Ingraham’s show drew controversy and bled advertisers throughout 2018, particularly after she tweetedan attack on Parkland, FL, school shooting survivor David Hogg, compared detention centers for immigrant children to “summer camps,” and warned that thanks to immigration, “massive demographic changes have been foisted upon the American people, and they are changes that none of us ever voted for, and most of us don’t like.”
Asked about the criticism the network was taking during a November appearance at The New York Times’ DealBook conference, Lachlan claimed that the “biggest critics of Fox News are not watching Fox News” and argued that people should be more tolerant of the opinions of the networks’ hosts.
Just a month later, Carlson embroiled the network in a firestorm after he argued that immigration makes the United States “poorer, and dirtier, and more divided.” When the dust had settled, two dozen companies had pulled future spots on his show and its ad load was slashed.
The cycle repeated itself earlier this year.
In March, as Fox prepared for an unprecedented early sit-down with ad buyers, controversies involving bigoted comments by Carlson and fellow Fox host Jeanine Pirro brought more devastating headlines and fleeing advertisers.
Two months later, Lachlan again defended the company, telling Wall Street analysts that the ad boycotts were having no effect and that even if they did, “it wouldn’t affect the way we program that channel.”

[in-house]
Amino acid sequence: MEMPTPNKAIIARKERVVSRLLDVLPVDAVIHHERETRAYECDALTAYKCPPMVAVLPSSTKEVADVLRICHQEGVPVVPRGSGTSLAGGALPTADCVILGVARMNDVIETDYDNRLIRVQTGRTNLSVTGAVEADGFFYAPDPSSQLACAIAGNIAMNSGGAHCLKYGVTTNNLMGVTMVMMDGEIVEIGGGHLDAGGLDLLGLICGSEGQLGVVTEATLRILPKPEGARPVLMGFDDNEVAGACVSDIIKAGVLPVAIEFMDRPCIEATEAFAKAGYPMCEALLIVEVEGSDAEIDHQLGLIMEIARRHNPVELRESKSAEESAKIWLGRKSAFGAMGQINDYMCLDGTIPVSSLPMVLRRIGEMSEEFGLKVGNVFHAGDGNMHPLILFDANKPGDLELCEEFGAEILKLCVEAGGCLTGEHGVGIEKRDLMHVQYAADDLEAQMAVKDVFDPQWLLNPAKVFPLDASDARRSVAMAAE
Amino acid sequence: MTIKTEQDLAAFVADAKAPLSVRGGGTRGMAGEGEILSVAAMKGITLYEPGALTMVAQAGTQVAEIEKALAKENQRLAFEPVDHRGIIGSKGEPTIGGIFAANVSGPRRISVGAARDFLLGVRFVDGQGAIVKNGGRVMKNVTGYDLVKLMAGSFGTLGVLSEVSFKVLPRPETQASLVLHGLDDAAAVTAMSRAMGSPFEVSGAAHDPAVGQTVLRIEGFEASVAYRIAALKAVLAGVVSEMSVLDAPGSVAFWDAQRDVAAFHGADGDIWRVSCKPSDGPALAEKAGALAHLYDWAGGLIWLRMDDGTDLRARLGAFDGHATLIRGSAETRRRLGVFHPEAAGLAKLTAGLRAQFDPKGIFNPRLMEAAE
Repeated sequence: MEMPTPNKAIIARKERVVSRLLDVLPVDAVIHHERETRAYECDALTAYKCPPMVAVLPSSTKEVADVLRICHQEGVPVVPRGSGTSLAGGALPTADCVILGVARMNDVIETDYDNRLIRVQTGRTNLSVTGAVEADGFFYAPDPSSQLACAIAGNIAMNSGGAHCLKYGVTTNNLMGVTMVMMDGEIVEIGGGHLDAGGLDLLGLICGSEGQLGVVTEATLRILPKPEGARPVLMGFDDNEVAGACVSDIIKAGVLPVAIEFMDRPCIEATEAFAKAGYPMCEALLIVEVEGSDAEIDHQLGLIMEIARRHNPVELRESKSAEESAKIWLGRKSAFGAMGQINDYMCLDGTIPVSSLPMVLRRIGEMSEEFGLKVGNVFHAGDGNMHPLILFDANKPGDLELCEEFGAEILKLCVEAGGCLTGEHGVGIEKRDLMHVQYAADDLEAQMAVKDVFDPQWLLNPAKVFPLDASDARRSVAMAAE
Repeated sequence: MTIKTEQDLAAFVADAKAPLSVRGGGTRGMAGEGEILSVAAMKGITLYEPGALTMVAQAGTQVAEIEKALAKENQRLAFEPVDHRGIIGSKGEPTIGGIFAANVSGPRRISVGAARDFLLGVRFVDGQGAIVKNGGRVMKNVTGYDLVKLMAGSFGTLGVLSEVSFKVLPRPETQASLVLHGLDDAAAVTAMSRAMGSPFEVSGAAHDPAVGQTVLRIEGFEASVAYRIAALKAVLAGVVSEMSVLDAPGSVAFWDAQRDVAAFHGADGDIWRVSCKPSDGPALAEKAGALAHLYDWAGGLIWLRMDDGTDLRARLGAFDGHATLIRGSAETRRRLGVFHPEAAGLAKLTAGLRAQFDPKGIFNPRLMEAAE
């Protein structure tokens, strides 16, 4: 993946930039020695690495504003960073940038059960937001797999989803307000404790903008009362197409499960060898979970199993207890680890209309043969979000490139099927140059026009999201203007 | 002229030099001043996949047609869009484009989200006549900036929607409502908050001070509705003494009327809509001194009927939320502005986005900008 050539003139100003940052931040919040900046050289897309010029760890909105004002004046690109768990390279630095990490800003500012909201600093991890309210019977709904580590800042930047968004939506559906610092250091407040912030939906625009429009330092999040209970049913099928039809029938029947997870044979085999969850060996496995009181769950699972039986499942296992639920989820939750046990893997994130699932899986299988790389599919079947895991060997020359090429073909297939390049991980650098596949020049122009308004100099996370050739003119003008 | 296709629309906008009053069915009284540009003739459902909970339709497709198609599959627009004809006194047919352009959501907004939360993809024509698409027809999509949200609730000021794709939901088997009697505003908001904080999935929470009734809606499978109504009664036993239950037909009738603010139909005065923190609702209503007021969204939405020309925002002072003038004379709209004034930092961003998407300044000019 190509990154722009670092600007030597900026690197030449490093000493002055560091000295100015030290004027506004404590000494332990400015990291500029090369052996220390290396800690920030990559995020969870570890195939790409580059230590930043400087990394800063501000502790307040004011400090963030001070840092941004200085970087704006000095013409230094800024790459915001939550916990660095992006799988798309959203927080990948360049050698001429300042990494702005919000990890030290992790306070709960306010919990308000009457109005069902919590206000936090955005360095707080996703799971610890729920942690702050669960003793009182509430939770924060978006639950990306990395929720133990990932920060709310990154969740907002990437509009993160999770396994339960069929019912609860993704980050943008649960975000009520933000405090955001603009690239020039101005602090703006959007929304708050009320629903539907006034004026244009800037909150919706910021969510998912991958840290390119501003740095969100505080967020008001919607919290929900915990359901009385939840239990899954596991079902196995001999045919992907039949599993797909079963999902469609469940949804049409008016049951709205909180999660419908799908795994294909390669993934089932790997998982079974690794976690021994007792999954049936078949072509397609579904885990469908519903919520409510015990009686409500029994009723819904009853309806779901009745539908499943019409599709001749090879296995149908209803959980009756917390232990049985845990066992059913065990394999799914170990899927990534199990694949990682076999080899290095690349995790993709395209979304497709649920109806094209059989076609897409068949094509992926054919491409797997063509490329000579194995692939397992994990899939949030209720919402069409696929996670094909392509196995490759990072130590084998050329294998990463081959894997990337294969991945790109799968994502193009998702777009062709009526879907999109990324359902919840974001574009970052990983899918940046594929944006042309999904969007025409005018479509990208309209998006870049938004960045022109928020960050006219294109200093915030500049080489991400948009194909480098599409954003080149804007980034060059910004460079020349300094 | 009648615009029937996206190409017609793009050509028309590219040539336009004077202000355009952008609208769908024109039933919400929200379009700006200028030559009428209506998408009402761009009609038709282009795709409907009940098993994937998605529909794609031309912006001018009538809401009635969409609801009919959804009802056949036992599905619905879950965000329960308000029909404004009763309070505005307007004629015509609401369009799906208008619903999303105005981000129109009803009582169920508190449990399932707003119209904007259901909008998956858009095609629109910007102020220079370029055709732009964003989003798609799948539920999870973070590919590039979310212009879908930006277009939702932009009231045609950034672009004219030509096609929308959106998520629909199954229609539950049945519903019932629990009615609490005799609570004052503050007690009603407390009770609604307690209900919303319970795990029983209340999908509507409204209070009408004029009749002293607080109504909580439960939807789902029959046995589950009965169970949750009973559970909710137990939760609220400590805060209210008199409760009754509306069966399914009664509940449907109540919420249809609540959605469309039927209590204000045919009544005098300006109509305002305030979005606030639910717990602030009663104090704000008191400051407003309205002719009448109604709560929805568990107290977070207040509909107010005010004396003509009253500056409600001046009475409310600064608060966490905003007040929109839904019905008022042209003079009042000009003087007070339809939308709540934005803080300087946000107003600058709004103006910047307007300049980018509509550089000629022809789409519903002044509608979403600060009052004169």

And now there’s a national debate over how Fox’s inflammatory programming was echoed in a white supremacist terrorist’s manifesto — one that has triggered not internal reflection at the network, but a circling of the wagons. Earlier this week, Carlson delivered another defensive rant on his show, asserting that the idea that white supremacy is a problem in America is a “hoax” and a “conspiracy theory used to divide the country.” The Murdochs stayed silent.
Using the El Paso terrorist's manifesto, I connected the dots for folks still having trouble doing that.
This is just the first page. pic.twitter.com/mQcW3doGNF
— Brandon Friedman (@BFriedmanDC) August 4, 2019
The Murdochs appear to have been every bit as supportive of their hosts’ bigoted commentary in private as they are in public. After Carlson drew criticism for claiming that immigrants make this country “dirtier,” Lachlan reportedly sent him “personal text messages of support.” Rupert reportedly criticized Ingraham last year — for apologizing for her comments about Hogg, which he thought made her appear “weak in the face of negative public sentiment.”
So the Murdochs are the reason Fox’s weeknight prime-time block features segments that are distinguishable from white supremacist YouTube videos only in their production values. The harder question to answer is why. The family has built an international media empire that wields substantial political power on three continents.
Are they actual nationalists who truly agree with Carlson and Ingraham that an invading force of minorities is putting the nation at risk? Or are they simply motivated by instrumentalism, happy to have their employees make those arguments because it bolsters their influence over right-wing governments which then support policies that bolster their own economic standing?
In the end, it hardly matters: Fox has spent the last few years diving ever deeper into a cesspool, and there’s no sign the network plans to change course.